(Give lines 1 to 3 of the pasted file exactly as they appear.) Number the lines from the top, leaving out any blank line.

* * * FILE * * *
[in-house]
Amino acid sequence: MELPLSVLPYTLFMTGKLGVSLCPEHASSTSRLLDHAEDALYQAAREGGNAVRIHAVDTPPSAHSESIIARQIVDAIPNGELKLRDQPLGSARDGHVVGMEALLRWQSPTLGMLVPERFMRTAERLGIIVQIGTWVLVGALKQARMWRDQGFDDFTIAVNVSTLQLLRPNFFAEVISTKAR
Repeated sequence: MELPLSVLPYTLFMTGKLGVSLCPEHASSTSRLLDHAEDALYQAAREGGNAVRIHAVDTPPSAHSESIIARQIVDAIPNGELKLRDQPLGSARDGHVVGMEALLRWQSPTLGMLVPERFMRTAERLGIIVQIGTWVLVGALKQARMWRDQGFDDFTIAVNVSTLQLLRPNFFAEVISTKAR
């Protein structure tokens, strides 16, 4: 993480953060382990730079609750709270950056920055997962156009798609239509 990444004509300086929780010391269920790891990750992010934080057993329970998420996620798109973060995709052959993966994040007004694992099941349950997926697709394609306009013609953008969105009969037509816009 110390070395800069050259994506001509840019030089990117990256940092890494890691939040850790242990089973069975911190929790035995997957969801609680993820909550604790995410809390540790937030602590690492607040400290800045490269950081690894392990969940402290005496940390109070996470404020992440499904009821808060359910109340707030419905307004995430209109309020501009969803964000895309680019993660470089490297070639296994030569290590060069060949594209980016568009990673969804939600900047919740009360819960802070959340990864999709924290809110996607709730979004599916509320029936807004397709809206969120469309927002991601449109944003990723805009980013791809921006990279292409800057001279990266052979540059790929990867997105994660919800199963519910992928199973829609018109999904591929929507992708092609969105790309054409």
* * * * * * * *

[in-house]
Amino acid sequence: MELPLSVLPYTLFMTGKLGVSLCPEHASSTSRLLDHAEDALYQAAREGGNAVRIHAVDTPPSAHSESIIARQIVDAIPNGELKLRDQPLGSARDGHVVGMEALLRWQSPTLGMLVPERFMRTAERLGIIVQIGTWVLVGALKQARMWRDQGFDDFTIAVNVSTLQLLRPNFFAEVISTKAR
Repeated sequence: MELPLSVLPYTLFMTGKLGVSLCPEHASSTSRLLDHAEDALYQAAREGGNAVRIHAVDTPPSAHSESIIARQIVDAIPNGELKLRDQPLGSARDGHVVGMEALLRWQSPTLGMLVPERFMRTAERLGIIVQIGTWVLVGALKQARMWRDQGFDDFTIAVNVSTLQLLRPNFFAEVISTKAR